In Soil/At Ground Level
At ground level, corrosion mechanics of HDG are less defined than in atmospheric exposure. Soil may be piled up against the support structure of a bridge or highway sign and alternately removed and/or grass and weeds may grow up around the steel, abrade it, decay around the base, and remain moist. The corrosive elements in this environment can be very unpredictable and it doesn't really follow the rules of exposure in the atmosphere or in soil rather, somewhere in between. Galvanized steel's abrasion resistance and impervious barrier protection ensure it can perform in this transitionary environment.
Hot-dip galvanized steel performance in soil is varied and hard to predict. For highway products, mass transit line infrastructure, and especially for mechanically stabilized earth, it is common for hot-dip galvanized steel elements to be in contact with the soil. For all of these items, structural integrity below grade is very important, but also difficult, if not impossible to inspect for corrosion.
The main factors that dictate the corrosivity of the soil are moisture content, pH level, and chlorides. These soil conditions are affected by additional characteristics of the soil such as aeration, temperature, resistivity, and texture or particle size. A general rule of thumb is galvanizing performs well in brown sandy soils, and not as well in gray, clay-like soils. This is because soil with larger particles wick moisture away from the surface more quickly so the galvanized piece has less exposure to moisture.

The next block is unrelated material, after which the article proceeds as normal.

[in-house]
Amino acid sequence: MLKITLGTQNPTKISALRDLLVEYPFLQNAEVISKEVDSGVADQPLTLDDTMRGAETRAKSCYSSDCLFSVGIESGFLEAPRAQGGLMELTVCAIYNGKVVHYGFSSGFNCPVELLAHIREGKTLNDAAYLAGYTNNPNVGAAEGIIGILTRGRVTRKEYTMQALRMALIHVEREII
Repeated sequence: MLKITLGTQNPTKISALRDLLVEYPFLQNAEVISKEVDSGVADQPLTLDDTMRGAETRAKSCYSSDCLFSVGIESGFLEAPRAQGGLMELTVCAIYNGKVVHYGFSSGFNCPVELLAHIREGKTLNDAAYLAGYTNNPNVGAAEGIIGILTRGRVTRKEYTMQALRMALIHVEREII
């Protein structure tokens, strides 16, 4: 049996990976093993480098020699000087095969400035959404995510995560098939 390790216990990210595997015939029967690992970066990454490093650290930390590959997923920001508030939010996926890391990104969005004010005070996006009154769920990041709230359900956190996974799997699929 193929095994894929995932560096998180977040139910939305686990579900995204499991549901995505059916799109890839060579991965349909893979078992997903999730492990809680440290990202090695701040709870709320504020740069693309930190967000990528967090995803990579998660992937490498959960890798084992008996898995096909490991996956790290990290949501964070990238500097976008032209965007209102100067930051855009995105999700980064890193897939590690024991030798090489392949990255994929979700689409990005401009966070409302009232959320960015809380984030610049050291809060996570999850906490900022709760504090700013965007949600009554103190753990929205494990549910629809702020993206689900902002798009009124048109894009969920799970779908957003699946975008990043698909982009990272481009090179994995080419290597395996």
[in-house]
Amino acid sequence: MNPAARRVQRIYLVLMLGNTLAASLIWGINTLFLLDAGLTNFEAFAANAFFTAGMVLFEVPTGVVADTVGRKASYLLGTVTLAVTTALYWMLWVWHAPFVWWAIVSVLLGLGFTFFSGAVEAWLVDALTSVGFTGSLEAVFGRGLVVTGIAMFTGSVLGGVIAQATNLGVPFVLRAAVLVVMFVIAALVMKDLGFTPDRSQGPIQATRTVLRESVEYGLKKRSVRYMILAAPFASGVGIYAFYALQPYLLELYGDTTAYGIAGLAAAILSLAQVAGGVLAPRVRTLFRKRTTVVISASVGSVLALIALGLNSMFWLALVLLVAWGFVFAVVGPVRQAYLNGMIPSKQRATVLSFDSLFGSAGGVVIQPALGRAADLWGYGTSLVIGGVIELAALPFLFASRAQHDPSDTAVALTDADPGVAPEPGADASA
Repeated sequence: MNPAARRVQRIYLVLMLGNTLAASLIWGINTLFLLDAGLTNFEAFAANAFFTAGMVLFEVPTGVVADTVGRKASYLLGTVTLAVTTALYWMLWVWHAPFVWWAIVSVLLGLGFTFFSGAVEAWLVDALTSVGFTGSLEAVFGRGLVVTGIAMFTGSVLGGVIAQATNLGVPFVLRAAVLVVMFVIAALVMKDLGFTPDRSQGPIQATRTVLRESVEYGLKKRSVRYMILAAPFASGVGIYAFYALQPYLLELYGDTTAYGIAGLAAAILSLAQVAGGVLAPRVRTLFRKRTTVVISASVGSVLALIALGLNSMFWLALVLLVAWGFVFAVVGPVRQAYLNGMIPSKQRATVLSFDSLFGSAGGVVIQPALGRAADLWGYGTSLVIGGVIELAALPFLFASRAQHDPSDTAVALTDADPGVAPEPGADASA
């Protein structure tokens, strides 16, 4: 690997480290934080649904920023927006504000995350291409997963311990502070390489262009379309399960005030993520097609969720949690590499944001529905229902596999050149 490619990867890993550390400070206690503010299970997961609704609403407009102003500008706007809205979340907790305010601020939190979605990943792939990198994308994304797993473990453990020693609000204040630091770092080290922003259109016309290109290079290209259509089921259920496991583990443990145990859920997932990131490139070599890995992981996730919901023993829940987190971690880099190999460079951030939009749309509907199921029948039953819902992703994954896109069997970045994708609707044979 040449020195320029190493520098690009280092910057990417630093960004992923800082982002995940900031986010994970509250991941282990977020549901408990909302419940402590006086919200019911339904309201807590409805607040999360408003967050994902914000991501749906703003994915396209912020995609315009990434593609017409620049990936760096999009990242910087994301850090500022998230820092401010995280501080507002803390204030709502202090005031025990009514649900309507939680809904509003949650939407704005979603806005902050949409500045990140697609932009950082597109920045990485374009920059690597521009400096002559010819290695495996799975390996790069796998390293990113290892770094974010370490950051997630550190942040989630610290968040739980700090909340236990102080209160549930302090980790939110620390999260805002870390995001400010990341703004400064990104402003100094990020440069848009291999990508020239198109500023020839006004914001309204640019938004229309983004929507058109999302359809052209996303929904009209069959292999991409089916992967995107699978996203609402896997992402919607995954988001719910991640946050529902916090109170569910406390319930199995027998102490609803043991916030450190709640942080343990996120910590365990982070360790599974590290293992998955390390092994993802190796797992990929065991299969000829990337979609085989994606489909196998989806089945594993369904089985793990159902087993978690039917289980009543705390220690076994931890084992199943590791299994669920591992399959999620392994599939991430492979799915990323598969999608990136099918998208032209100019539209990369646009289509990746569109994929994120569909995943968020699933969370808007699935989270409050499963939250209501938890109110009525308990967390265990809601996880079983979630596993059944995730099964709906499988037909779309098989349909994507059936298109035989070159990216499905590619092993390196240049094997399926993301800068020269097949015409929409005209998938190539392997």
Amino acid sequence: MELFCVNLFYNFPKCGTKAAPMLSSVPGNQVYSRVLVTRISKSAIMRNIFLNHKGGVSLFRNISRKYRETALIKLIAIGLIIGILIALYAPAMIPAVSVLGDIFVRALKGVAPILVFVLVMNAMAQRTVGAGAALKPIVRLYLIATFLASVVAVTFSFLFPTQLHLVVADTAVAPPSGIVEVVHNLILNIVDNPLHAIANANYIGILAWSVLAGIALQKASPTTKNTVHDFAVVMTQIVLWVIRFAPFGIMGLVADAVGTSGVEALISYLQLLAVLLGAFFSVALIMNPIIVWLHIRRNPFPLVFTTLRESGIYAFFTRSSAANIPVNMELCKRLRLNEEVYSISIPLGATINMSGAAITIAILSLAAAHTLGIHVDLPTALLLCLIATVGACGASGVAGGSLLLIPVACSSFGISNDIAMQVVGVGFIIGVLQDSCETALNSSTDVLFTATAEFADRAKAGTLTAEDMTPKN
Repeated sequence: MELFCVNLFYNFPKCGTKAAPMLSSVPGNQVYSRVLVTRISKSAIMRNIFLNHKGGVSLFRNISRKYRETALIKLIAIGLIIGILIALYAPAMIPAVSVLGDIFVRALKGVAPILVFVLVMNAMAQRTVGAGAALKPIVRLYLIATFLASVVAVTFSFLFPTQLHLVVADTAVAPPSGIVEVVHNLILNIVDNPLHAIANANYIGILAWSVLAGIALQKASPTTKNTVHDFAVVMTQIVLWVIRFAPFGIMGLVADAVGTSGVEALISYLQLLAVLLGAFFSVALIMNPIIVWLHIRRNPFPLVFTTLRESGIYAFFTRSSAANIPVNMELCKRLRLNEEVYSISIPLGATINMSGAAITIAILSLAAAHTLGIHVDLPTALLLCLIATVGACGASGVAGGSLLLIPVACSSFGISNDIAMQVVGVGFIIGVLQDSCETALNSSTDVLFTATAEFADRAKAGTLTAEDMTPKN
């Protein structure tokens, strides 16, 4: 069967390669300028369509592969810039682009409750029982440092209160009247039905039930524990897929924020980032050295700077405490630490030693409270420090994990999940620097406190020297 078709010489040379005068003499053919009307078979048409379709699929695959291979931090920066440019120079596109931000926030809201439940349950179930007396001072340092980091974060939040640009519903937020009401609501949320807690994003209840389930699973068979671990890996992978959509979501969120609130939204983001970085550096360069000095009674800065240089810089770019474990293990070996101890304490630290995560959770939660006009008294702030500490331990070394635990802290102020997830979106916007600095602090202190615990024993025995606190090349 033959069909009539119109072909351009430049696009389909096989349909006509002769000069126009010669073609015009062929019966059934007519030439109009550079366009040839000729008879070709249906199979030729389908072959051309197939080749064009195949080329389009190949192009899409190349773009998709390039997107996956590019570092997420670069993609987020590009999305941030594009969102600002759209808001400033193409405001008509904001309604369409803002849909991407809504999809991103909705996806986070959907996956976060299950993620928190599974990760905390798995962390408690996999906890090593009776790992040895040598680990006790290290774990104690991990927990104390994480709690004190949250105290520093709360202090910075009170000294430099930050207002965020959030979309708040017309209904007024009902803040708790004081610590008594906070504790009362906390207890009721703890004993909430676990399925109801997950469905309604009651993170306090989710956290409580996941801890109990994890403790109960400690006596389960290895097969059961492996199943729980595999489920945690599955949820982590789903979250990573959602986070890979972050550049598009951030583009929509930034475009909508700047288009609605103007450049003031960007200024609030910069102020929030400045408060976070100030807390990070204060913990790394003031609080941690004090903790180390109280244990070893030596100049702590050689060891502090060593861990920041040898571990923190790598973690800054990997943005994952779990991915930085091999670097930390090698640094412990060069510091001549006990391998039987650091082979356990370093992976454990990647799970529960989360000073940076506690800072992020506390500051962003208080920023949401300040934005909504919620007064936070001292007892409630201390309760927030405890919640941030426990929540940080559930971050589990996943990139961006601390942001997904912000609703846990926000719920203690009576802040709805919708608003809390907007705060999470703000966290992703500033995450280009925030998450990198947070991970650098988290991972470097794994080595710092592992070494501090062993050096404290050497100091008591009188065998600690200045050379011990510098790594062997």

In order to predict the performance of hot-dip galvanized steel in soil, you must first classify the soil. And as the corrosion rate of steel in soil can range from less than 0.2 microns per year in favorable conditions, to 20 microns per year or more in very aggressive soils, misclassifying the soil can lead to unpredicted performance.
The AGA has developed a new chart for estimating HDG's performance in soil based on real-world corrosion data. Service life as defined by the chart is total consumption of the coating plus 25% and is an indication of when the structure should be replaced. There are four different charts based on the characteristics of the soil.
To use the chart, you must first classify the soil by chloride content. Charts 1 and 2 are used for soils with high chlorides (>20 PPM) and Charts 3 and 4 are used for soils with low chlorides (<20 PPM). Once you have identified the chloride content, there is a second classification to determine the correct chart to use. For soils with high chlorides, the second determination would be moisture content. Soils with low moisture (<17.5%) fall on Chart 1, while soils with high moisture (>17.5%) fall on Chart 2. For low chlorides, the second determination is the pH level. Soils with high pH levels (>7.0) fall on Chart 3, while soils with low pH (<7.0) fall on Chart 4.
The blue line on all four charts represents the average for soils surveyed in that characteristic group. The green line represents the best soil in the category sampled, and the red line represents the worst soil in the category of the study. The shaded areas show how the changes in pH and moisture content affect the estimated service life. Assuming 3.5 mils as a minimum thickness for HDG buried in soil, the chart shows the average life in the harshest soils (uncommon) would be approximately 30 years and in the best soils exceed 120 years.